Once upon a time, there was an amplifier called the Audiolab 8000A. It took no nonsense engineering and a useful selection of inputs and become one of the most well regarded and popular amplifiers you could buy at the price point. Fast forward to the present and a newly revitalised Audiolab has built the 6000A to take those solid principles its forebear adhered to to go about delivering the same premise.
This means that the 6000A reflects the requirements of the present rather than being a rose tinted view of the past. Three line inputs are supported by a moving magnet phono stage and a power amp in, making it easier to incorporate the Audiolab into an existing AV system. These are augmented by a quartet of digital inputs and Bluetooth, ensuring that there isn’t very much that you can’t connect to it. It also means that the matching CD player simply connects to one of the digital inputs and has no decoding of its own.
All these connections are coupled to an amplifier that offers 50 watts into 8 ohms and 75 into 4. These aren’t huge numbers but they’re more than enough to handle commensurately priced speakers and Audiolab has paid close attention to the 6000A’s electrical current delivery to further help with this. There’s also a headphone output with its own dedicated headphone amplifier to ensure that you can keep listening whatever is happening around you.
All this comes encased in a chassis that is slim and elegant. The 6000A pays tribute to the original 8000A in terms of its shape and overall layout; not least the power button on the right hand side but, thanks to the presence of a display, logical controls and a full function remote control, it is thoroughly modern in terms of operation.
In one very important regard, the 6000A doesn’t emulate its ancestor. Where the 8000A could be a little on the dry side, this latest model is a much more ebullient performer. What the 6000A does very effectively is balance an accurate and believable presentation with a level of fun and emotional engagement that means you want to keep listening to it. One area where it is exceptional is the manner in which it handles lively and uptempo material. It never fails to engage you and there’s nothing too fast or too complex for it to handle effortlessly.
This is partnered with a refinement and sweetness across the midrange and upper registers that means the 6000A will take on compressed or aggressive recordings and deliver them in a way that finds their positives without revealing too much in the way of weaknesses. Give it a good recording and the Audiolab is capable of delivering a performance that truly warrants the use of the word ‘audiophile.’ It takes whatever you throw at it and ensures it sounds absolutely believable but never so matter of fact that it ceases to be enjoyable.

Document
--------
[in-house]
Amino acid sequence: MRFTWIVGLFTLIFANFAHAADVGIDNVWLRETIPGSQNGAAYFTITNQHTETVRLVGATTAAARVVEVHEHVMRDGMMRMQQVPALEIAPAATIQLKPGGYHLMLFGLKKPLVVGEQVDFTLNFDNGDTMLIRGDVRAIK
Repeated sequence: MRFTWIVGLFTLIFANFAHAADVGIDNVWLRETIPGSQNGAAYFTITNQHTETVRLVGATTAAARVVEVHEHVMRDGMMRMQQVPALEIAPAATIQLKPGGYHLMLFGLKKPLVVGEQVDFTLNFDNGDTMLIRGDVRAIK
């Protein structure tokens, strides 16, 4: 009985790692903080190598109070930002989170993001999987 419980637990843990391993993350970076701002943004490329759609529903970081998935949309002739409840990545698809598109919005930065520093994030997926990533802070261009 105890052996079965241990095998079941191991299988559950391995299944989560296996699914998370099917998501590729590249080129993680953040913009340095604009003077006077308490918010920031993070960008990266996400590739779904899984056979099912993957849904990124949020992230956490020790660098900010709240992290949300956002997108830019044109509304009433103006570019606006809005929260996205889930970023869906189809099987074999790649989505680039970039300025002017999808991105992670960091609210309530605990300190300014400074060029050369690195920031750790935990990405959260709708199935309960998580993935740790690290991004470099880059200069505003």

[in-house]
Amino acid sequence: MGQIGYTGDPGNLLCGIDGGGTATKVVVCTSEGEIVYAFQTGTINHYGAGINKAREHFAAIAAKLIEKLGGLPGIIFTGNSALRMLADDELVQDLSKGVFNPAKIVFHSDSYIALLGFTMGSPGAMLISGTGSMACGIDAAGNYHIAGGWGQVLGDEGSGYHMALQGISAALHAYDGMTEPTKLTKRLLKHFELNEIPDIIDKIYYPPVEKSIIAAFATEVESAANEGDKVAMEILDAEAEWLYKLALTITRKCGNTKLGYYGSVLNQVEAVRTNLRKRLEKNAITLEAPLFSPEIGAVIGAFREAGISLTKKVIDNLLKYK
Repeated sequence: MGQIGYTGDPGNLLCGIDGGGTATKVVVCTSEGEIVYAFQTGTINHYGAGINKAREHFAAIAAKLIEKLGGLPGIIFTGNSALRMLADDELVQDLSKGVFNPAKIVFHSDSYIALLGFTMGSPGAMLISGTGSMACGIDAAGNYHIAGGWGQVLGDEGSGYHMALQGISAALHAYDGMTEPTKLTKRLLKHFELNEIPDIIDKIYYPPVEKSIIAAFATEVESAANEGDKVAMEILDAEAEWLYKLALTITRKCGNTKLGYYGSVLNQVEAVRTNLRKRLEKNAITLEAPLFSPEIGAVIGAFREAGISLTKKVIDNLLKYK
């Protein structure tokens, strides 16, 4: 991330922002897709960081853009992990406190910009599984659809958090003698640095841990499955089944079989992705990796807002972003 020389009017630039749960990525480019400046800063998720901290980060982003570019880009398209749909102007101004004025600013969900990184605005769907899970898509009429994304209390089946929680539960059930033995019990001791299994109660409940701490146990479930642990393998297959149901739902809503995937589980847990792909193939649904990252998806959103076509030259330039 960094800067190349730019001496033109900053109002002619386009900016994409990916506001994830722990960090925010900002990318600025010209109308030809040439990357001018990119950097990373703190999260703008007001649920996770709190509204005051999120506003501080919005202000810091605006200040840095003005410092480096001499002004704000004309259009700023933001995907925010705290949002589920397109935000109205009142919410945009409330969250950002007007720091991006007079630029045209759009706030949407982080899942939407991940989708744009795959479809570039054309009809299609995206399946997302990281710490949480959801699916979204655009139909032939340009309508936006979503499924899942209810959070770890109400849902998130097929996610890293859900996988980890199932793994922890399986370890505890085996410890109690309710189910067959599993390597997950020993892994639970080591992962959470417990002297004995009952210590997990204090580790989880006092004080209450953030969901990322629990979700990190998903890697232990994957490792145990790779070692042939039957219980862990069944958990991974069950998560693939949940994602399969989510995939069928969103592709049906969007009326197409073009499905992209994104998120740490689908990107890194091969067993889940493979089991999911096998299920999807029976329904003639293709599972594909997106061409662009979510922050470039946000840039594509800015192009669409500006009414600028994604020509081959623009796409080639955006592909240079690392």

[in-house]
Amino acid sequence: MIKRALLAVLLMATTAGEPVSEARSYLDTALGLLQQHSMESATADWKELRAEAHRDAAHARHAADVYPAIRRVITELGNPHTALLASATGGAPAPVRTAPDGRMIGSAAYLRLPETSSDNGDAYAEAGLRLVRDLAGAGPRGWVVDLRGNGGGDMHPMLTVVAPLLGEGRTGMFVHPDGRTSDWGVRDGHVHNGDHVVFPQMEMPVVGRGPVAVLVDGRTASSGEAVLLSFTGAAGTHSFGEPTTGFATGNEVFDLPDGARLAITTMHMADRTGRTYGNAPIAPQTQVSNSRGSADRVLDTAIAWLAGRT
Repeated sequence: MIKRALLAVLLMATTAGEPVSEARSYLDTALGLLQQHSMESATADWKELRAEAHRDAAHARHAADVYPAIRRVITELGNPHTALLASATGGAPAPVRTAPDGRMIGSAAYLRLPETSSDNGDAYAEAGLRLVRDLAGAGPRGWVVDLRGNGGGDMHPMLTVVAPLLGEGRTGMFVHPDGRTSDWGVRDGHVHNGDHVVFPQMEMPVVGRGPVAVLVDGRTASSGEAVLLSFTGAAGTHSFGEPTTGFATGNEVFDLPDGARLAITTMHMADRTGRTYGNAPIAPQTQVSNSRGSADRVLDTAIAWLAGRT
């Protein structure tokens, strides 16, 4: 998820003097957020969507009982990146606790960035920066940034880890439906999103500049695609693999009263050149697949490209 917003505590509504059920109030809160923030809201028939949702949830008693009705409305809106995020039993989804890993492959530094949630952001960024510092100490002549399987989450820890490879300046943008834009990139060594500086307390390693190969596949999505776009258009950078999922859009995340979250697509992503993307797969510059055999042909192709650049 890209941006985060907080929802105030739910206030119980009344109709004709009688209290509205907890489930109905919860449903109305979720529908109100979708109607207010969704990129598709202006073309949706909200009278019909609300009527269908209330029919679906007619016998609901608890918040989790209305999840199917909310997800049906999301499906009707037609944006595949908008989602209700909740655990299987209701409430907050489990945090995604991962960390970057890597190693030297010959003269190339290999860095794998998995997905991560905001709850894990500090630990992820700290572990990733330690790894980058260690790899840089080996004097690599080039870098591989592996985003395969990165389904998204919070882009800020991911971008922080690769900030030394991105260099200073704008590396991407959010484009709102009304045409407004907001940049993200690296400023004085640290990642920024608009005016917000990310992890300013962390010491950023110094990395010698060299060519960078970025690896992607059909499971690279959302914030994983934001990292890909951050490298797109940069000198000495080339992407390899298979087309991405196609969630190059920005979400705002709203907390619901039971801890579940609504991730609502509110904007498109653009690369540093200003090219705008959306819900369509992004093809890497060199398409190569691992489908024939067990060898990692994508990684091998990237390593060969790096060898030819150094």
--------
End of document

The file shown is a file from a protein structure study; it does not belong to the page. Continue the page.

There’s also no issues with that 50 watt output being tested either. Sure, you can connect something enormous (and almost certainly considerably more expensive) to the Audiolab it will eventually run out of puff but it is more than up to the job of generating a room filling sound. There are rivals that can hit a little harder at the bottom end but very few of those can go on to offer the articulation that the Audiolab can and fewer still that can do so that across the range of connections that it can.
The really clever bit about the Audiolab is that what it does is maintained across both the analogue and the digital connections in a manner that is impressively consistent. You can genuinely have; for the sake of argument, a turntable connected to the phono stage, streamer going to an analogue input, the matching CD transport on coaxial and your TV going to optical and it will deliver the good across all of them. It’s a great hub for any system.
The 6000A is everything an affordable amplifier should be. It’s well made, easy to use, has all the connections you could reasonably expect and proceeds to deliver a performance across all of them that is unfailingly enjoyable. It is a worthy successor to the original.
Feeder Echo Park
The Audiolab is able to take this musically great but indifferently recorded album and find the joy, emotion and endless fun it has in spades without showing up the many limitations in how it was mastered.
Hayley Williams Petals for Armour
There are a bewildering array of time signatures, presentational styles and genres at work in this album but the 6000A is up to the job of delighting with all of them.
Tangerine Dream Sorcerer
This is a deceptively simple album that can sound thin and muddled on the wrong hardware. The Audiolab ensures it sounds as creepy and atmospheric as it should, with a warmth and body it can sometimes lack.
With amplification and decoding on board, the Audiolab makes constructing a system simpler as it can take on some of the functions that normally rely on completely separate source equipment and it does so while sounding brilliant